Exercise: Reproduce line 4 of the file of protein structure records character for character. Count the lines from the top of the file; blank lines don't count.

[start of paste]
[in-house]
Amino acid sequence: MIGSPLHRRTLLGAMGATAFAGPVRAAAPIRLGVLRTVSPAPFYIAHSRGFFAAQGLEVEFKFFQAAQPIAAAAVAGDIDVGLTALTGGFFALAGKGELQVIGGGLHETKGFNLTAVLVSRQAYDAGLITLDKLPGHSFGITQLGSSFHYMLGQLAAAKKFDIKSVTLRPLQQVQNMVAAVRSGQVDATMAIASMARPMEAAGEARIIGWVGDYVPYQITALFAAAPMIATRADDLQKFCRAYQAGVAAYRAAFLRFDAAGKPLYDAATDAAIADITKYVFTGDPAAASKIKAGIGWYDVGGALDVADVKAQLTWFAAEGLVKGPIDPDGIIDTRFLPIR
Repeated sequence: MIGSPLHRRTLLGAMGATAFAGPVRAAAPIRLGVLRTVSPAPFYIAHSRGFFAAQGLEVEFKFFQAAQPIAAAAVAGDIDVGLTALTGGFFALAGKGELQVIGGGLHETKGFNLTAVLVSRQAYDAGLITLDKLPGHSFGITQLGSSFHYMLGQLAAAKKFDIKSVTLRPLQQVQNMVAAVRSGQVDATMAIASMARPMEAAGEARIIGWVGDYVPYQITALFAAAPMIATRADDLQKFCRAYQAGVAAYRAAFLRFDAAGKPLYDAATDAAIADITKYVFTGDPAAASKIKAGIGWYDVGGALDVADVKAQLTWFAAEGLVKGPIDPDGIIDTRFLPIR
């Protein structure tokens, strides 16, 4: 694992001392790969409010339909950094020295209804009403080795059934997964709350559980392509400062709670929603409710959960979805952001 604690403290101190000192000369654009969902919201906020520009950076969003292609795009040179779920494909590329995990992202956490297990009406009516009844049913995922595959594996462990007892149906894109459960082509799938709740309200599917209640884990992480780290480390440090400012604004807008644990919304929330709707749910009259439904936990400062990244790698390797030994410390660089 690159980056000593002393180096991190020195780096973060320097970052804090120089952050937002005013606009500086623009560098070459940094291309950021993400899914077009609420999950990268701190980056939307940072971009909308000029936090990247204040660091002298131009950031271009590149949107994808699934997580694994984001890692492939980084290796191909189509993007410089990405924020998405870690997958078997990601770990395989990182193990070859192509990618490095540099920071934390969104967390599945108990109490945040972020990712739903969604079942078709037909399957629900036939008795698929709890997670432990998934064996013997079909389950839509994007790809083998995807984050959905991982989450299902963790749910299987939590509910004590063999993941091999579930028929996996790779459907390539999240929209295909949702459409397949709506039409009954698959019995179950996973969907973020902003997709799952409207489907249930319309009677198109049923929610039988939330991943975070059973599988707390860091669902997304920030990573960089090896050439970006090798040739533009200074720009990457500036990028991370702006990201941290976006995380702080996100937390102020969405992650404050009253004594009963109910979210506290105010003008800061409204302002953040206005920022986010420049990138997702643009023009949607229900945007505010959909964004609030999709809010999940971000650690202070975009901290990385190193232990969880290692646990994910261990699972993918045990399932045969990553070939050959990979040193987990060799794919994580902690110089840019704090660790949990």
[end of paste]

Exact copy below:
């Protein structure tokens, strides 16, 4: 694992001392790969409010339909950094020295209804009403080795059934997964709350559980392509400062709670929603409710959960979805952001 604690403290101190000192000369654009969902919201906020520009950076969003292609795009040179779920494909590329995990992202956490297990009406009516009844049913995922595959594996462990007892149906894109459960082509799938709740309200599917209640884990992480780290480390440090400012604004807008644990919304929330709707749910009259439904936990400062990244790698390797030994410390660089 690159980056000593002393180096991190020195780096973060320097970052804090120089952050937002005013606009500086623009560098070459940094291309950021993400899914077009609420999950990268701190980056939307940072971009909308000029936090990247204040660091002298131009950031271009590149949107994808699934997580694994984001890692492939980084290796191909189509993007410089990405924020998405870690997958078997990601770990395989990182193990070859192509990618490095540099920071934390969104967390599945108990109490945040972020990712739903969604079942078709037909399957629900036939008795698929709890997670432990998934064996013997079909389950839509994007790809083998995807984050959905991982989450299902963790749910299987939590509910004590063999993941091999579930028929996996790779459907390539999240929209295909949702459409397949709506039409009954698959019995179950996973969907973020902003997709799952409207489907249930319309009677198109049923929610039988939330991943975070059973599988707390860091669902997304920030990573960089090896050439970006090798040739533009200074720009990457500036990028991370702006990201941290976006995380702080996100937390102020969405992650404050009253004594009963109910979210506290105010003008800061409204302002953040206005920022986010420049990138997702643009023009949607229900945007505010959909964004609030999709809010999940971000650690202070975009901290990385190193232990969880290692646990994910261990699972993918045990399932045969990553070939050959990979040193987990060799794919994580902690110089840019704090660790949990």